Women have been part of hip hop expression from its early days, primarily as part of MC crews such as the Funky Four Plus One and Sugar Hill’s female group, Sequence. For most of hip hop’s recorded history, however, women MCs were mostly seen as novelty acts, with a few exceptions. In the mid-1980s, some female artists were popularized momentarily through
answer songs, which ridiculed popular songs by male acts. These answer songs included Roxanne Shante’s Roxanne’s revenge (responding to UTFO’s 1984 song Roxanne, Roxanne) and Pebblee Poo’s Fly guy (responding to the Boogie Boys’ 1985 song A fly girl).
Some of the most enduring female hip hop acts released premiere albums in 1986. Salt-N-Pepa was the most commercially successful hip hop group with its first album, Hot, cool and vicious. Queen Latifah emphasized strong social messages and women’s empowerment on her first album, All hail the queen. MC Lyte recorded her first album, Lyte as a feather, at this time. Many women artists who appeared or recorded during the early 1990s adopted the extant masculine-oriented hip hop images prevalent in hardcore rap music. MC Lyte, for example, recorded a hardcore album in 1993 entitled Ain’t no other–the album’s first hit single, Ruffneck, was MC Lyte’s first gold-selling single. After the decline of gangsta rap music in the mid- to late 1990s, women remained on the periphery of mainstream hip hop, apart from the occasional pop hit, such as the platinum-selling Atlanta-based artist Da Brat’s Funkdafied (1994).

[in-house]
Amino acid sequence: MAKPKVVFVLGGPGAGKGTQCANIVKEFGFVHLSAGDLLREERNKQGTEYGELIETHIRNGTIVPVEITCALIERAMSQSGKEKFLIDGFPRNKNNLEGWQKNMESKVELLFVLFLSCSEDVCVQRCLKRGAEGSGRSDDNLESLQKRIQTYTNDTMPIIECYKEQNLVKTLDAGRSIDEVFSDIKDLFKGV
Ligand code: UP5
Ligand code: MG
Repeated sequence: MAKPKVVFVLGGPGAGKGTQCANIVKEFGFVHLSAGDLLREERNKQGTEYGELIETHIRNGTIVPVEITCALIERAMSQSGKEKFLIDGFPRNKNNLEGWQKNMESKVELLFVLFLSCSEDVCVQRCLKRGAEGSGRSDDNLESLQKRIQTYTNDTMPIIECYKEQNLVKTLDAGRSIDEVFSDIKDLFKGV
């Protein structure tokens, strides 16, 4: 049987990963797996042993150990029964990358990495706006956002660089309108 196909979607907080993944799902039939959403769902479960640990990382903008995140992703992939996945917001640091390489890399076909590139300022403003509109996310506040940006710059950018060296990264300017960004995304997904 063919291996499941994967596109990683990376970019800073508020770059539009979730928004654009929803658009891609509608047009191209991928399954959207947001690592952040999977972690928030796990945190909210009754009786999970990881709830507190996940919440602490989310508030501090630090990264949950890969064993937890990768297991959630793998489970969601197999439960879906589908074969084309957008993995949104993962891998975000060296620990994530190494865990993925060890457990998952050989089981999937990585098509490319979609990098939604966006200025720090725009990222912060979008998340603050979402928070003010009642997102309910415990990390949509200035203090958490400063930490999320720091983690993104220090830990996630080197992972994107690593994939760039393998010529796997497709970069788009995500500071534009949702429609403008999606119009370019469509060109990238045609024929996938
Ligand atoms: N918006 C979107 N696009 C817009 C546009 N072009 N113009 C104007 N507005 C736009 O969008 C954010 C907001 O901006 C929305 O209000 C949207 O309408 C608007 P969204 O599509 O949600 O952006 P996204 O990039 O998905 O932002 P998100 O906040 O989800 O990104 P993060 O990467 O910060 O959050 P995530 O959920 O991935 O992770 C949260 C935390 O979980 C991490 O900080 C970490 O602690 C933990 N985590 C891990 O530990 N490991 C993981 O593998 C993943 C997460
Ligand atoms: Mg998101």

By the late 1990s, artists such as Lil’ Kim and Foxy Brown publicly celebrated or exploited female sexuality through explicit lyrics and widespread publicity campaigns that presented these scantily clad artists as sex symbols. For the most part, however, women artists failed to receive respect within the hip hop community as competent MCs and recording artists, although achieving mainstream success. Many of the writers and producers for the female groups were men, particularly through the late 1990s. The year 1998, however, was pivotal for women in hip hop, especially as rapper-producer-songwriter Missy Elliot began gaining notoriety with her debut album, Supa dupa fly (1997).
Learn more in The Garland encyclopedia of world music. The United States and Canada (2013). Find it in RILM Music Encyclopedias.
Below are some videos from this early period of hip featuring women rappers. First up is the music video for Queen Latifah’s Ladies first, followed by Roxanne Shante performing Roxanne’s revenge (on VHS tape from around 1984!), and a 1985 recording of Pebblee Poo’s Fly guy.